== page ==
By 2000, it seemed like a no-brainer. The music clubs, no stranger to offering new and different formats, could simply offer digital files in addition to the others. There’s many ways to go about it, and they had the resources to do it. To be fair, the prices should reflect the fact that they do not have to manufacture and distribute physical product. Yes, that would undercut the popularity of the CDs, but that was happening anyway. I could easily imagine a Netflix-like subscription would have done extremely well. $15/month for 3 digital albums a month (all the common formats, including lossless), $25 for 6, $35 for 10 and so on. Subscribers could select genres like they used to do for Columbia/BMG for recommended new releases (new releases available at midnight on actual release date). Those prices should at least comparable to the record club days that would balance out free offers with inflated “handling” charges. Imagine the boost in music sales if more people start buying multiple albums a month again, just considering it another cost of entertainment like cable or Netflix. This kind of service would ideally not be limited to labels. Unsigned bands like those on Bandcamp should be included too. If only the record industry had done this a decade ago, instead of running around playing whack-a-mole litigation. And of course taking part in a lot of unnecessary and whining.
Marketing music was probably too easy for a long time, as there was a built-in audience that obsessively sought out music with very little effort from the industry since the 60s. At the end of the 90s, sure, the sudden widespread availability of digital files changed things a bit, but all consumers really wanted was to not feel ripped off. And to expect people to go from paying on average $15 a CD to $1 a song (with many albums containing more than 15 songs), but not physical product or artwork, then of course they’re going to feel ripped off. Additionally, when there is a downward shift in demand, usually that causes prices to drop. Despite a class action suit for price fixing which had the labels paying a $143 million settlement to customers who purchased CDs between Jan. 1, 1995, and Dec. 22, 2000, nothing really changed. They still stubbornly refused to drop CD prices, and downloads were still priced high throughout the 2000s and 2010s, and not presented in a way that’s convenient for mainstream consumers not dedicated enough to hunt down a Bandcamp page.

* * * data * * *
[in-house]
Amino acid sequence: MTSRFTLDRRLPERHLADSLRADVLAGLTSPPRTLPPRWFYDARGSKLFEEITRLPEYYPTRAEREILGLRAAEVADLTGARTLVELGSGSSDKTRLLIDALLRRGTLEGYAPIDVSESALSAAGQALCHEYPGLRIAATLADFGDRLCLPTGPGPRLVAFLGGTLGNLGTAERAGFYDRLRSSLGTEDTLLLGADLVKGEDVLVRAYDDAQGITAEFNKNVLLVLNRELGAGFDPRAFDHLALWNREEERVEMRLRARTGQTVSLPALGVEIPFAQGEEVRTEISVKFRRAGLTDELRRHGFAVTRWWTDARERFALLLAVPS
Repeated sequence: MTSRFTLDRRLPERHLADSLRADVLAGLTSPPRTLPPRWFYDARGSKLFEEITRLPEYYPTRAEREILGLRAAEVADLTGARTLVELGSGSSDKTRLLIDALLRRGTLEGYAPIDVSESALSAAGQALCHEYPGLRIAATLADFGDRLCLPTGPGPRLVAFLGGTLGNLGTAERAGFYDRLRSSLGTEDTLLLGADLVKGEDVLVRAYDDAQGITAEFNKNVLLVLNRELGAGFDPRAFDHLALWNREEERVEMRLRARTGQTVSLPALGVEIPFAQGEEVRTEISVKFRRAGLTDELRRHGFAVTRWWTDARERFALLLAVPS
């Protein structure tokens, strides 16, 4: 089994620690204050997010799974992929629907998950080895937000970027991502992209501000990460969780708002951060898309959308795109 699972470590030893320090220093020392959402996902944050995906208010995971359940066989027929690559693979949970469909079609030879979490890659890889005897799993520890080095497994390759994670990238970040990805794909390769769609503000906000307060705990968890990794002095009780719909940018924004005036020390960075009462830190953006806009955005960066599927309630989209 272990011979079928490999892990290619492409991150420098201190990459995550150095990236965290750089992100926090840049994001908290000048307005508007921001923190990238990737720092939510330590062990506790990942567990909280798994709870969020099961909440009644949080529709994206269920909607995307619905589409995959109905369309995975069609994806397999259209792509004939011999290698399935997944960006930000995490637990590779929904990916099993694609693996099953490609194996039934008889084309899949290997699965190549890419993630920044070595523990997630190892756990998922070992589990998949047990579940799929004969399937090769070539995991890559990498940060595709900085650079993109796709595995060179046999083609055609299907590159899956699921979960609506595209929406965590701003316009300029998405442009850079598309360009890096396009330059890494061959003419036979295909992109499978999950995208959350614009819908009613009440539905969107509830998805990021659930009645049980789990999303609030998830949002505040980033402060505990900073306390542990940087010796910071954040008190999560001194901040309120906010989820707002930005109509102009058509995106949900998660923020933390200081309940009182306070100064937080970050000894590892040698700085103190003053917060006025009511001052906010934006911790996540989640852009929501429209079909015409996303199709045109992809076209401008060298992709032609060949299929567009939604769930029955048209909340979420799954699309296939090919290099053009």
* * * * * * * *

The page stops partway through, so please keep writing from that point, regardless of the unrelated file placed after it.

What’s crazy is that amidst all the panic and the whining Columbia House was still pulling in over $1 billion a year from 2001 to 2003. But rather than invest their massive resources into properly marketing digital music, they did nothing but waste a bunch on needless overhead and take part in a series of useless corporate mergers starting with the 2002 acquisition by Blackstone Group. As the music industry floundered, attacked, sued and prosecuted their customers, and continually dropped the ball in making even the most simple efforts at selling digital albums, streaming services gradually picked up the slack. Interfaces were clunky, sound quality was bad and available selections were minimal at first, but gradually, services such as Last.fm, Pandora and Rhapsody picked up steam. In 2008, a Swedish start-up started Spotify, and managed to get licensing for more artists and albums available for on-demand streaming than the others. By September 2010, they had 10 million users, but was not yet able to negotiate a deal with the labels for the U.S. market. It finally launched in the U.S. on July 14, 2011, and by December 2012 it had 20 million users and 5 million paid subscribers, and by June 2015, 75 million users and 20 million paid subscribers.